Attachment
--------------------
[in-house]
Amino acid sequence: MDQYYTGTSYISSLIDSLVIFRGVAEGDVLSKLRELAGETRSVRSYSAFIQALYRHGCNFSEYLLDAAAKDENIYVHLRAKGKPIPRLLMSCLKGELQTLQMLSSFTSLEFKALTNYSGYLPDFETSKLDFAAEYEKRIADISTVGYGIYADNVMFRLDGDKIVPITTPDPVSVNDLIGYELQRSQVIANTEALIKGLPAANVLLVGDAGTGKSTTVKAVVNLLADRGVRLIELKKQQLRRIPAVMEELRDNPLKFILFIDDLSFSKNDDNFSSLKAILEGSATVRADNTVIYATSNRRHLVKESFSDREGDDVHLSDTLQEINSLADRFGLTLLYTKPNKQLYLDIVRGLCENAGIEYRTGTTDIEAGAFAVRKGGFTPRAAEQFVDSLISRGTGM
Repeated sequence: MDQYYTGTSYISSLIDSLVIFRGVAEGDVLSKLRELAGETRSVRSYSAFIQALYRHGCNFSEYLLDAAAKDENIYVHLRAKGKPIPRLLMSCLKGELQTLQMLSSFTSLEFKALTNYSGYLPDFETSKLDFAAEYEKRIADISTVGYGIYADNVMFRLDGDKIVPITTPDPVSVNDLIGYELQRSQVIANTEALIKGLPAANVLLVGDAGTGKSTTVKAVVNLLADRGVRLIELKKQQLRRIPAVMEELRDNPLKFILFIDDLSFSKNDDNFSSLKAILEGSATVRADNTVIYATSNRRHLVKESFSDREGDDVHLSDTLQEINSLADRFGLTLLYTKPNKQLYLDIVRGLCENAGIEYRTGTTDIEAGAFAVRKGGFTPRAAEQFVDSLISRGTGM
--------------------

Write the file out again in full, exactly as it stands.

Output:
[in-house]
Amino acid sequence: MDQYYTGTSYISSLIDSLVIFRGVAEGDVLSKLRELAGETRSVRSYSAFIQALYRHGCNFSEYLLDAAAKDENIYVHLRAKGKPIPRLLMSCLKGELQTLQMLSSFTSLEFKALTNYSGYLPDFETSKLDFAAEYEKRIADISTVGYGIYADNVMFRLDGDKIVPITTPDPVSVNDLIGYELQRSQVIANTEALIKGLPAANVLLVGDAGTGKSTTVKAVVNLLADRGVRLIELKKQQLRRIPAVMEELRDNPLKFILFIDDLSFSKNDDNFSSLKAILEGSATVRADNTVIYATSNRRHLVKESFSDREGDDVHLSDTLQEINSLADRFGLTLLYTKPNKQLYLDIVRGLCENAGIEYRTGTTDIEAGAFAVRKGGFTPRAAEQFVDSLISRGTGM
Repeated sequence: MDQYYTGTSYISSLIDSLVIFRGVAEGDVLSKLRELAGETRSVRSYSAFIQALYRHGCNFSEYLLDAAAKDENIYVHLRAKGKPIPRLLMSCLKGELQTLQMLSSFTSLEFKALTNYSGYLPDFETSKLDFAAEYEKRIADISTVGYGIYADNVMFRLDGDKIVPITTPDPVSVNDLIGYELQRSQVIANTEALIKGLPAANVLLVGDAGTGKSTTVKAVVNLLADRGVRLIELKKQQLRRIPAVMEELRDNPLKFILFIDDLSFSKNDDNFSSLKAILEGSATVRADNTVIYATSNRRHLVKESFSDREGDDVHLSDTLQEINSLADRFGLTLLYTKPNKQLYLDIVRGLCENAGIEYRTGTTDIEAGAFAVRKGGFTPRAAEQFVDSLISRGTGM